Physicochemical and sensory properties of a chip-type snack food based on defatted peanut and soy flour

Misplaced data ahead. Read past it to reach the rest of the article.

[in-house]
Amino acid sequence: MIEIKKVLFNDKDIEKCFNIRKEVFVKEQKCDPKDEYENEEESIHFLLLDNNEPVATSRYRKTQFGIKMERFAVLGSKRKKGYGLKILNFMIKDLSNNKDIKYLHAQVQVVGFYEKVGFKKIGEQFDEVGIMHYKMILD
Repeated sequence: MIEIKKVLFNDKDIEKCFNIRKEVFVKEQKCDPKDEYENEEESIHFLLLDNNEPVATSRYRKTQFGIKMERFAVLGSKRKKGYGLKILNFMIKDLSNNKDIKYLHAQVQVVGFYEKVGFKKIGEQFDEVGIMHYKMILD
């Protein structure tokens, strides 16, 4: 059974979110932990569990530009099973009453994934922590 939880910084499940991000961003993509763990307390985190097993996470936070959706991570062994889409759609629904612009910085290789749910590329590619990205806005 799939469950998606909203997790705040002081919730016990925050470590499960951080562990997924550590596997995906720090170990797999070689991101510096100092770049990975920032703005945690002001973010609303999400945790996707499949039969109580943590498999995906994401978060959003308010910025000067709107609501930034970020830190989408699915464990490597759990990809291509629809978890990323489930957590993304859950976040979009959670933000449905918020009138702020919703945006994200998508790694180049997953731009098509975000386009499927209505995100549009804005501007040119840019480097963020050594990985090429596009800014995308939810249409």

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Raw peanuts contain 45% oil, and mechanical extraction leaves 12-14% fat in the press cake. Peanut press cake is rich in protein and relatively low in fat; however, almost all of it is currently used as animal feed or fertilizer since the peanuts used in the oil extraction process are not edible grade. The goal of this research was to develop a chip-type snack food based on partially defatted flour processed from edible grade peanuts. In a preliminary experiment, chips were produced from a mixture of peanut flour and either soy or corn flour. A consumer test showed that the panelists did not consider the chips completely acceptable. However, peanut-corn chips had a higher rating than peanut-soy chips for overall liking (4.9 versus 4.4, on a 9-point hedonic scale) and acceptability (46.7% considered the peanut-corn acceptable, compared with 40.7% for peanut-soy chips). A second generation of peanut chips was produced by mixing 3 parts of peanut flour with 1 part of soy flour or wheat flour, cornstarch, peanut butter and sugar. A trained panel characterized the sensory attributes of the peanut chips in an analytical sensory test. Only a few significant differences in sensory quality were found between the peanut-soy chips and the peanut-wheat chips. However, the hardness appeared to be the biggest concern about the new product, with shear stress values close to 1000 N/g. In a third experiment a new series of peanut chips was produced, containing peanut flour and soy in the ratio of 3:1, in addition to variable amounts of sugar, starch and peanut butter. A factorial design was used, with sugar, starch and peanut butter at three different levels. Twenty-seven formulations were produced in replicate. Kramer shear force, instrumental color and consumer acceptability were analyzed. The Kramer shear value was 441 N/g chip in formulations with high percentages of sugar, starch and peanut butter. Response surface methodology (RSM) was applied to investigate the optimum levels of each ingredient in the chips. Contour plots were built for each physical and sensory characteristic. They showed that chips made with the highest level of sugar, starch and peanut butter were about half as hard as chips made with the lowest level of each ingredient.